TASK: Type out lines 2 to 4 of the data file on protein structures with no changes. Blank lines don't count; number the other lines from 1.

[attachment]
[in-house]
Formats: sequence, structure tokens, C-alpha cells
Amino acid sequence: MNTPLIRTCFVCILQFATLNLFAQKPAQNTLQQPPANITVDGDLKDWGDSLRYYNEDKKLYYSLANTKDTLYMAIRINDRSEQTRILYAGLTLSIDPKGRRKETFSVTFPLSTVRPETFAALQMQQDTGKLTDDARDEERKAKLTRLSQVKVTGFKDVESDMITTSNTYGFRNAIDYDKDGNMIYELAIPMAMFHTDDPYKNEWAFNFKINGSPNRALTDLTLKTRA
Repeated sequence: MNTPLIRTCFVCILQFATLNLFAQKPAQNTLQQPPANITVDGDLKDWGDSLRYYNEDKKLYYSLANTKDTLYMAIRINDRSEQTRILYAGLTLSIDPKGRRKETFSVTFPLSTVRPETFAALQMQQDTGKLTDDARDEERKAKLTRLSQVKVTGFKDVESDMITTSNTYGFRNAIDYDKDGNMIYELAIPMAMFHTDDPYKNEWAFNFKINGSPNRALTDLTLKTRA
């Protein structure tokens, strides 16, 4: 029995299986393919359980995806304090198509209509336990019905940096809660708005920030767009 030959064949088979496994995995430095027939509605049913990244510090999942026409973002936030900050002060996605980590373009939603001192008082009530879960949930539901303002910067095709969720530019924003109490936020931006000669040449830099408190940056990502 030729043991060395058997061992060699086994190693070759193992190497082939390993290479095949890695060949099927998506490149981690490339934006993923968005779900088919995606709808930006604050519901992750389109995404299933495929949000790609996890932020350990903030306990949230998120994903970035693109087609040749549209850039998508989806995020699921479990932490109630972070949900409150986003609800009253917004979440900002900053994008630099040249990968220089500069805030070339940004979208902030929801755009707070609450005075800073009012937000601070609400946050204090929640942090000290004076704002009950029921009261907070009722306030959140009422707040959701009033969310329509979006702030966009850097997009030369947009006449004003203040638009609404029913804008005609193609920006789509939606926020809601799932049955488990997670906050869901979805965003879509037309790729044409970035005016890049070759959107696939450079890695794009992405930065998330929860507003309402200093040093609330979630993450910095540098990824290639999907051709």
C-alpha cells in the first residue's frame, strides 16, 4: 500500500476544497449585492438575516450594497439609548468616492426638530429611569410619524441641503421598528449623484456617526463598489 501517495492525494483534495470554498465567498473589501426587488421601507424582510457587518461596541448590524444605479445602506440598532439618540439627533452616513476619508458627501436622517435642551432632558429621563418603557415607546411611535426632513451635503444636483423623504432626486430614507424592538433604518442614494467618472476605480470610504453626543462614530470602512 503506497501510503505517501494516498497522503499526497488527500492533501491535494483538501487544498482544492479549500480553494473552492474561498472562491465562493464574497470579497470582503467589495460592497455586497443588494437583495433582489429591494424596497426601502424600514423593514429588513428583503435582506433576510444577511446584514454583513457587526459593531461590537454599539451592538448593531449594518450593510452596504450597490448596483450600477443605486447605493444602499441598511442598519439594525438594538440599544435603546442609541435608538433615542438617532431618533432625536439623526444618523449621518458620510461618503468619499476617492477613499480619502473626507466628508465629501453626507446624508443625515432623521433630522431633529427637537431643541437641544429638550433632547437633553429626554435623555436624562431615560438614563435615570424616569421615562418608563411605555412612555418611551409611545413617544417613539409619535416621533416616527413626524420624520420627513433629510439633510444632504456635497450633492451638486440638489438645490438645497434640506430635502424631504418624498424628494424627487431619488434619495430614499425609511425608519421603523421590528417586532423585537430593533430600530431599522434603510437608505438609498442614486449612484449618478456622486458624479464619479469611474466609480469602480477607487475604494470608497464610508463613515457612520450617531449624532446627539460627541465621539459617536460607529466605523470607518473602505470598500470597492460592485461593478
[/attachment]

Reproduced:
Formats: sequence, structure tokens, C-alpha cells
Amino acid sequence: MNTPLIRTCFVCILQFATLNLFAQKPAQNTLQQPPANITVDGDLKDWGDSLRYYNEDKKLYYSLANTKDTLYMAIRINDRSEQTRILYAGLTLSIDPKGRRKETFSVTFPLSTVRPETFAALQMQQDTGKLTDDARDEERKAKLTRLSQVKVTGFKDVESDMITTSNTYGFRNAIDYDKDGNMIYELAIPMAMFHTDDPYKNEWAFNFKINGSPNRALTDLTLKTRA
Repeated sequence: MNTPLIRTCFVCILQFATLNLFAQKPAQNTLQQPPANITVDGDLKDWGDSLRYYNEDKKLYYSLANTKDTLYMAIRINDRSEQTRILYAGLTLSIDPKGRRKETFSVTFPLSTVRPETFAALQMQQDTGKLTDDARDEERKAKLTRLSQVKVTGFKDVESDMITTSNTYGFRNAIDYDKDGNMIYELAIPMAMFHTDDPYKNEWAFNFKINGSPNRALTDLTLKTRA